Simultaneous Manipulation of Parameters of Auditory Icons to Convey Direction, Size, and Distance: Effects on Recognition and Interpretation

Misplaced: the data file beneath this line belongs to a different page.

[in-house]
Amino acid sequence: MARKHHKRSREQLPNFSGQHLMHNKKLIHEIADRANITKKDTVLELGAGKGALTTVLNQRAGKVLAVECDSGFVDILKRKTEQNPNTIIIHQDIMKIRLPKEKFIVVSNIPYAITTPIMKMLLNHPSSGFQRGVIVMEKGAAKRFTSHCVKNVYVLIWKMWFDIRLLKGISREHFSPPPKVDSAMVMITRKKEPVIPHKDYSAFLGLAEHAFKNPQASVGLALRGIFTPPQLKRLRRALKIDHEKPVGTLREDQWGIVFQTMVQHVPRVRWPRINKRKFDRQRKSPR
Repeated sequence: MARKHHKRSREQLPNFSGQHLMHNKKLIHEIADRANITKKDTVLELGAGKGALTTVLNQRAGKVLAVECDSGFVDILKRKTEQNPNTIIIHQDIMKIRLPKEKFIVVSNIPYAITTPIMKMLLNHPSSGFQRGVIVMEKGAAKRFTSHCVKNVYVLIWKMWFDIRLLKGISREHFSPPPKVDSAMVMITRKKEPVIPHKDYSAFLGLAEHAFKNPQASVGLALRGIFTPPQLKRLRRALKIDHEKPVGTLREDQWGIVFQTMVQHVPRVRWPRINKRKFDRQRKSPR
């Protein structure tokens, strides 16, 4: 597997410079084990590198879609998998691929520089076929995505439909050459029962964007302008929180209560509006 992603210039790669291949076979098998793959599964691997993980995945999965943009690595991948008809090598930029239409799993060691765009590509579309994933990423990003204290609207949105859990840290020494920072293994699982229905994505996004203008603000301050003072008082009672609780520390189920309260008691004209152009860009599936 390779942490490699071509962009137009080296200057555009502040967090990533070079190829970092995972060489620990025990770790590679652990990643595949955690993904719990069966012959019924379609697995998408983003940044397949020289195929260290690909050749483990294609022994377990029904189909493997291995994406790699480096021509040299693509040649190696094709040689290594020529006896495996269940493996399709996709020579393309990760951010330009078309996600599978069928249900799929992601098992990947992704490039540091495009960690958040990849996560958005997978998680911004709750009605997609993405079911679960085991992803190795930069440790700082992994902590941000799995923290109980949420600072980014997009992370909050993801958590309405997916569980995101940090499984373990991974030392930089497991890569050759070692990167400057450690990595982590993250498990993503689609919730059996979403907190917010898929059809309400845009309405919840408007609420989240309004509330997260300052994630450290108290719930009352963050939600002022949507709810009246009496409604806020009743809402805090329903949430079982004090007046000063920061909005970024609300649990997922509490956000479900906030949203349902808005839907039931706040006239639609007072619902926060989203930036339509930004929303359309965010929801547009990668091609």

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Auditory icons – or environmental sounds – have the potential to convey information by non-verbal means quickly and accurately. In addition, human listeners are quick to determine many qualities of an auditory object, such as location, distance, size, and motion, from acoustics of the signal. An experiment tests these two coupled assumptions in a controlled laboratory context. Stimuli consisted of auditory icons ``loaded'' with information achieved through systematic manipulation of the acoustic parameters pitch, volume ramping, and reverberation. Sixty adult listeners were asked to recognize and describe four auditory icons wherein object size, distance and direction of motion were captured in the parameters of each 1-second sound. Participants were accurate at recognizing and interpreting the icons 70-80% of the time. Recognition rate was consistently high when participants responded to one, two or three parameters. However, recognition was significantly poorer when in response to all four parameters. There was a significant effect of icon type and parameter manipulation: dog bark was the most easily recognized icon, and the direction parameter interpreted most accurately. Implications of the findings for applied contexts are discussed.